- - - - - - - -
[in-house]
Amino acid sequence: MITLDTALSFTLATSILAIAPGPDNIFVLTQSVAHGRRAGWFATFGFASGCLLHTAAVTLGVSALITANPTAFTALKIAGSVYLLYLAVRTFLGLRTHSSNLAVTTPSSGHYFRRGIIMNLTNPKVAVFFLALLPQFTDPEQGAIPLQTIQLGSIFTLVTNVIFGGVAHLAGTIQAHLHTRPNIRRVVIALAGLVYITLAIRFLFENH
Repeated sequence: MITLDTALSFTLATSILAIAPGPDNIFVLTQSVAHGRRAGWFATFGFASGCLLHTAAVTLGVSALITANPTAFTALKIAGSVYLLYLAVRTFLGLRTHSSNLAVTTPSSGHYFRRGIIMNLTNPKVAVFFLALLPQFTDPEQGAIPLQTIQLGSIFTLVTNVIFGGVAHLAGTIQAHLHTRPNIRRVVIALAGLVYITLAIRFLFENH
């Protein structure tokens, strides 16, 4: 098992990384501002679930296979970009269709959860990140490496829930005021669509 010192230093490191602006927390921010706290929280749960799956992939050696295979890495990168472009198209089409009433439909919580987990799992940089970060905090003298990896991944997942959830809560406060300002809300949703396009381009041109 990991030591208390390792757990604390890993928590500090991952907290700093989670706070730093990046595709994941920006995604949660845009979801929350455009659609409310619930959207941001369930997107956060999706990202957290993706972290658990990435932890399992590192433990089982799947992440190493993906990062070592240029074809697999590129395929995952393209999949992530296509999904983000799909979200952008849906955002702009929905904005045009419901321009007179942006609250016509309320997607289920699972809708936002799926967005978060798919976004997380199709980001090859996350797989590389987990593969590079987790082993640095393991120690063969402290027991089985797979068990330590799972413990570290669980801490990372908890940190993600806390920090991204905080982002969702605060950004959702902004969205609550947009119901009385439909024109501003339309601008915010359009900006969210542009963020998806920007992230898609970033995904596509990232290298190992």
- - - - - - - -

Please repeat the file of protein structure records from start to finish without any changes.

[in-house]
Amino acid sequence: MITLDTALSFTLATSILAIAPGPDNIFVLTQSVAHGRRAGWFATFGFASGCLLHTAAVTLGVSALITANPTAFTALKIAGSVYLLYLAVRTFLGLRTHSSNLAVTTPSSGHYFRRGIIMNLTNPKVAVFFLALLPQFTDPEQGAIPLQTIQLGSIFTLVTNVIFGGVAHLAGTIQAHLHTRPNIRRVVIALAGLVYITLAIRFLFENH
Repeated sequence: MITLDTALSFTLATSILAIAPGPDNIFVLTQSVAHGRRAGWFATFGFASGCLLHTAAVTLGVSALITANPTAFTALKIAGSVYLLYLAVRTFLGLRTHSSNLAVTTPSSGHYFRRGIIMNLTNPKVAVFFLALLPQFTDPEQGAIPLQTIQLGSIFTLVTNVIFGGVAHLAGTIQAHLHTRPNIRRVVIALAGLVYITLAIRFLFENH
């Protein structure tokens, strides 16, 4: 098992990384501002679930296979970009269709959860990140490496829930005021669509 010192230093490191602006927390921010706290929280749960799956992939050696295979890495990168472009198209089409009433439909919580987990799992940089970060905090003298990896991944997942959830809560406060300002809300949703396009381009041109 990991030591208390390792757990604390890993928590500090991952907290700093989670706070730093990046595709994941920006995604949660845009979801929350455009659609409310619930959207941001369930997107956060999706990202957290993706972290658990990435932890399992590192433990089982799947992440190493993906990062070592240029074809697999590129395929995952393209999949992530296509999904983000799909979200952008849906955002702009929905904005045009419901321009007179942006609250016509309320997607289920699972809708936002799926967005978060798919976004997380199709980001090859996350797989590389987990593969590079987790082993640095393991120690063969402290027991089985797979068990330590799972413990570290669980801490990372908890940190993600806390920090991204905080982002969702605060950004959702902004969205609550947009119901009385439909024109501003339309601008915010359009900006969210542009963020998806920007992230898609970033995904596509990232290298190992």